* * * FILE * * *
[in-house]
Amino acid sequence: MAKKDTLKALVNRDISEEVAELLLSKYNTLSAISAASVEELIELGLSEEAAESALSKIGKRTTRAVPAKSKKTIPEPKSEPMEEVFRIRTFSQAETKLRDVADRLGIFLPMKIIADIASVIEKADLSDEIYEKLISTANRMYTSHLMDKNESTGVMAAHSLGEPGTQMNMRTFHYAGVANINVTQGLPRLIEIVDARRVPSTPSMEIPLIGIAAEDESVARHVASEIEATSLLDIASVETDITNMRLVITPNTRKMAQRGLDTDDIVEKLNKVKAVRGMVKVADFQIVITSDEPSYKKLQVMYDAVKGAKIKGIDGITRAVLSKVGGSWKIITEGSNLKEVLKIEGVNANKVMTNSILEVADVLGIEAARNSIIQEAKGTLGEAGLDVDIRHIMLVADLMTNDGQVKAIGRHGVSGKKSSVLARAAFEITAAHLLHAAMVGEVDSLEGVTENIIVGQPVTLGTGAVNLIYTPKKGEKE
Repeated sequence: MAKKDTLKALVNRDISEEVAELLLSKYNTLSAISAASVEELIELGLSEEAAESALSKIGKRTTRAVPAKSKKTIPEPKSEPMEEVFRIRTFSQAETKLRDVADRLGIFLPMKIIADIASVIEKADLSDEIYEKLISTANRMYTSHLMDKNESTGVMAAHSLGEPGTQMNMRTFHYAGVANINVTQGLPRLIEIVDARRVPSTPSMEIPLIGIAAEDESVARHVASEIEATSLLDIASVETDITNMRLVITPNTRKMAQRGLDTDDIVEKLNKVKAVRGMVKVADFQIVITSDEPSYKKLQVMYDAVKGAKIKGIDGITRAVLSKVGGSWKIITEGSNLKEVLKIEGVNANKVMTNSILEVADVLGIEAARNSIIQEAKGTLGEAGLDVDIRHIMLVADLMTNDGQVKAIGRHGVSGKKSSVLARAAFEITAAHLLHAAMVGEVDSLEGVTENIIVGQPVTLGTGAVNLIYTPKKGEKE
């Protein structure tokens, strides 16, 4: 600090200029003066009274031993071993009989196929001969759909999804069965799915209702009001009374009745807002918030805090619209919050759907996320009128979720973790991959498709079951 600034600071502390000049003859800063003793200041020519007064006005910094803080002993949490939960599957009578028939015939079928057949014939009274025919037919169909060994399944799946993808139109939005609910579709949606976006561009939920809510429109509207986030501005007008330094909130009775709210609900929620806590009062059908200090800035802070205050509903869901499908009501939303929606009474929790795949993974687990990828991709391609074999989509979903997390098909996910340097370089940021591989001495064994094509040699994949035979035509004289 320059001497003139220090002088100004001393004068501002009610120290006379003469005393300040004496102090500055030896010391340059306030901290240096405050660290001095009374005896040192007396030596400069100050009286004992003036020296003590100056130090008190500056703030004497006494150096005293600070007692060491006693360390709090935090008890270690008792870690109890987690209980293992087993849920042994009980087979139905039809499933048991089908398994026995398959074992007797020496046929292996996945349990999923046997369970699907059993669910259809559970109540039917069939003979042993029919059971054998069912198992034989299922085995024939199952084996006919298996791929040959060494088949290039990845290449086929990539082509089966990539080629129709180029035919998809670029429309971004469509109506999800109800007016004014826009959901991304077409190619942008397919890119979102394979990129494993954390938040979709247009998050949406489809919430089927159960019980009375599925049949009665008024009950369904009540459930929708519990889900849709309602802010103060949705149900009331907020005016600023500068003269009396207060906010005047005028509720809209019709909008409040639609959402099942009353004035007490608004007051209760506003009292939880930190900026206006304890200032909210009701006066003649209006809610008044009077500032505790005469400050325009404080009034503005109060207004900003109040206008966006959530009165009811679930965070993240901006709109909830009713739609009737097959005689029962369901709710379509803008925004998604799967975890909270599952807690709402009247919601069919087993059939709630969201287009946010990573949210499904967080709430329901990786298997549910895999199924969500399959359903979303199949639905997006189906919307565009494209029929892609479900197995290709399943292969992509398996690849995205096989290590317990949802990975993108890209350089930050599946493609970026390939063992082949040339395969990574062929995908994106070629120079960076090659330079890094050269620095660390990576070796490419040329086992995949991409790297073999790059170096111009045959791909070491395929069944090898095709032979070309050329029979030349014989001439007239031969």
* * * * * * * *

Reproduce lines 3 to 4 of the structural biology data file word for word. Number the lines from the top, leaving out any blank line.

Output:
Repeated sequence: MAKKDTLKALVNRDISEEVAELLLSKYNTLSAISAASVEELIELGLSEEAAESALSKIGKRTTRAVPAKSKKTIPEPKSEPMEEVFRIRTFSQAETKLRDVADRLGIFLPMKIIADIASVIEKADLSDEIYEKLISTANRMYTSHLMDKNESTGVMAAHSLGEPGTQMNMRTFHYAGVANINVTQGLPRLIEIVDARRVPSTPSMEIPLIGIAAEDESVARHVASEIEATSLLDIASVETDITNMRLVITPNTRKMAQRGLDTDDIVEKLNKVKAVRGMVKVADFQIVITSDEPSYKKLQVMYDAVKGAKIKGIDGITRAVLSKVGGSWKIITEGSNLKEVLKIEGVNANKVMTNSILEVADVLGIEAARNSIIQEAKGTLGEAGLDVDIRHIMLVADLMTNDGQVKAIGRHGVSGKKSSVLARAAFEITAAHLLHAAMVGEVDSLEGVTENIIVGQPVTLGTGAVNLIYTPKKGEKE
């Protein structure tokens, strides 16, 4: 600090200029003066009274031993071993009989196929001969759909999804069965799915209702009001009374009745807002918030805090619209919050759907996320009128979720973790991959498709079951 600034600071502390000049003859800063003793200041020519007064006005910094803080002993949490939960599957009578028939015939079928057949014939009274025919037919169909060994399944799946993808139109939005609910579709949606976006561009939920809510429109509207986030501005007008330094909130009775709210609900929620806590009062059908200090800035802070205050509903869901499908009501939303929606009474929790795949993974687990990828991709391609074999989509979903997390098909996910340097370089940021591989001495064994094509040699994949035979035509004289 320059001497003139220090002088100004001393004068501002009610120290006379003469005393300040004496102090500055030896010391340059306030901290240096405050660290001095009374005896040192007396030596400069100050009286004992003036020296003590100056130090008190500056703030004497006494150096005293600070007692060491006693360390709090935090008890270690008792870690109890987690209980293992087993849920042994009980087979139905039809499933048991089908398994026995398959074992007797020496046929292996996945349990999923046997369970699907059993669910259809559970109540039917069939003979042993029919059971054998069912198992034989299922085995024939199952084996006919298996791929040959060494088949290039990845290449086929990539082509089966990539080629129709180029035919998809670029429309971004469509109506999800109800007016004014826009959901991304077409190619942008397919890119979102394979990129494993954390938040979709247009998050949406489809919430089927159960019980009375599925049949009665008024009950369904009540459930929708519990889900849709309602802010103060949705149900009331907020005016600023500068003269009396207060906010005047005028509720809209019709909008409040639609959402099942009353004035007490608004007051209760506003009292939880930190900026206006304890200032909210009701006066003649209006809610008044009077500032505790005469400050325009404080009034503005109060207004900003109040206008966006959530009165009811679930965070993240901006709109909830009713739609009737097959005689029962369901709710379509803008925004998604799967975890909270599952807690709402009247919601069919087993059939709630969201287009946010990573949210499904967080709430329901990786298997549910895999199924969500399959359903979303199949639905997006189906919307565009494209029929892609479900197995290709399943292969992509398996690849995205096989290590317990949802990975993108890209350089930050599946493609970026390939063992082949040339395969990574062929995908994106070629120079960076090659330079890094050269620095660390990576070796490419040329086992995949991409790297073999790059170096111009045959791909070491395929069944090898095709032979070309050329029979030349014989001439007239031969």